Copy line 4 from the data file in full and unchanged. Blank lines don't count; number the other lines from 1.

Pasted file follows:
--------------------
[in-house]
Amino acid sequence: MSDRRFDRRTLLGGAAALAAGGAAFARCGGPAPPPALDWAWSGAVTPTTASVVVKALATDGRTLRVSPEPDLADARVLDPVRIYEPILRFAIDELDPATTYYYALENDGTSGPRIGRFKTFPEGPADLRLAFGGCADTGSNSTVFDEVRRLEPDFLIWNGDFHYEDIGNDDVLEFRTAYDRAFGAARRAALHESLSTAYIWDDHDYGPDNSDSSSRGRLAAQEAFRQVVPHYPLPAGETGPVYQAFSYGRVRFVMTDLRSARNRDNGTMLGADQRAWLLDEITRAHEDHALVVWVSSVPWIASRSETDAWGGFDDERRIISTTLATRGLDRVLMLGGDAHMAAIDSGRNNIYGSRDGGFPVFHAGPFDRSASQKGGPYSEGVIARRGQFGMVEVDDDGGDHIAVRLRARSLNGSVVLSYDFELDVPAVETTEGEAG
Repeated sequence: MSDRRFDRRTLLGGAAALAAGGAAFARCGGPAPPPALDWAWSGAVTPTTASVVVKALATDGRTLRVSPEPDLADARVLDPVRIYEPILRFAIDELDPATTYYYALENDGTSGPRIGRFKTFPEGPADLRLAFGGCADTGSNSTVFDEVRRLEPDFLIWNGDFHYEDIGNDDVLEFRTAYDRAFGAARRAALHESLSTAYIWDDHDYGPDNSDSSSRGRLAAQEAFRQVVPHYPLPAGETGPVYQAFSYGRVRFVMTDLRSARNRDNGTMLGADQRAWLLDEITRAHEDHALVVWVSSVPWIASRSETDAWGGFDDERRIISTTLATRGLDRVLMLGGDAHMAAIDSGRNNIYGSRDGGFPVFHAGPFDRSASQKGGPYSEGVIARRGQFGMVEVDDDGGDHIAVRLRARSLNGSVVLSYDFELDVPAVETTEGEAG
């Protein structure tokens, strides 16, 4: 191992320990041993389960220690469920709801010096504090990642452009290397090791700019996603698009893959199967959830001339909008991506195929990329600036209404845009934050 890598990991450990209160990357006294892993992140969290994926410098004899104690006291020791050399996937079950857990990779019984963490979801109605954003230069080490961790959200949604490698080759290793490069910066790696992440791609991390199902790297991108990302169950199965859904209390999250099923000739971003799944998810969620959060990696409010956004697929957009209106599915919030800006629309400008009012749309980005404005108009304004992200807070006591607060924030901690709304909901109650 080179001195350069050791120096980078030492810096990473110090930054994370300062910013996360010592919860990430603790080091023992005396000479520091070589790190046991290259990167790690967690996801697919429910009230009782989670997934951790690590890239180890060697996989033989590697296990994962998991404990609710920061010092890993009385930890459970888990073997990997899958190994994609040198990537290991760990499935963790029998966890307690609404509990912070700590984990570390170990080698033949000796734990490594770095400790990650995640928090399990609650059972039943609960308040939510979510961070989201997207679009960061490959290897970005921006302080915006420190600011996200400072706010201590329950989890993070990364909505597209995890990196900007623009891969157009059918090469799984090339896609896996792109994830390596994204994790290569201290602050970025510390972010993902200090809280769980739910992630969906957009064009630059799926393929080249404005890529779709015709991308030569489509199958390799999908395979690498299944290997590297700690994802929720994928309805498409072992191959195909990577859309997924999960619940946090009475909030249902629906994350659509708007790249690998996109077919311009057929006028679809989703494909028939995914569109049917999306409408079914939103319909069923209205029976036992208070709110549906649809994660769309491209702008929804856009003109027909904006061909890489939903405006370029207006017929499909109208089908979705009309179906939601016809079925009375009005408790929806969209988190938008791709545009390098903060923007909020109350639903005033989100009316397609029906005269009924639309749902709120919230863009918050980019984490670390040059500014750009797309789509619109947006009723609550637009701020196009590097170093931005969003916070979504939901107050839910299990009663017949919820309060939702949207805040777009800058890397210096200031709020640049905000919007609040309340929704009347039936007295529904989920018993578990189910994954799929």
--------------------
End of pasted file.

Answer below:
């Protein structure tokens, strides 16, 4: 191992320990041993389960220690469920709801010096504090990642452009290397090791700019996603698009893959199967959830001339909008991506195929990329600036209404845009934050 890598990991450990209160990357006294892993992140969290994926410098004899104690006291020791050399996937079950857990990779019984963490979801109605954003230069080490961790959200949604490698080759290793490069910066790696992440791609991390199902790297991108990302169950199965859904209390999250099923000739971003799944998810969620959060990696409010956004697929957009209106599915919030800006629309400008009012749309980005404005108009304004992200807070006591607060924030901690709304909901109650 080179001195350069050791120096980078030492810096990473110090930054994370300062910013996360010592919860990430603790080091023992005396000479520091070589790190046991290259990167790690967690996801697919429910009230009782989670997934951790690590890239180890060697996989033989590697296990994962998991404990609710920061010092890993009385930890459970888990073997990997899958190994994609040198990537290991760990499935963790029998966890307690609404509990912070700590984990570390170990080698033949000796734990490594770095400790990650995640928090399990609650059972039943609960308040939510979510961070989201997207679009960061490959290897970005921006302080915006420190600011996200400072706010201590329950989890993070990364909505597209995890990196900007623009891969157009059918090469799984090339896609896996792109994830390596994204994790290569201290602050970025510390972010993902200090809280769980739910992630969906957009064009630059799926393929080249404005890529779709015709991308030569489509199958390799999908395979690498299944290997590297700690994802929720994928309805498409072992191959195909990577859309997924999960619940946090009475909030249902629906994350659509708007790249690998996109077919311009057929006028679809989703494909028939995914569109049917999306409408079914939103319909069923209205029976036992208070709110549906649809994660769309491209702008929804856009003109027909904006061909890489939903405006370029207006017929499909109208089908979705009309179906939601016809079925009375009005408790929806969209988190938008791709545009390098903060923007909020109350639903005033989100009316397609029906005269009924639309749902709120919230863009918050980019984490670390040059500014750009797309789509619109947006009723609550637009701020196009590097170093931005969003916070979504939901107050839910299990009663017949919820309060939702949207805040777009800058890397210096200031709020640049905000919007609040309340929704009347039936007295529904989920018993578990189910994954799929």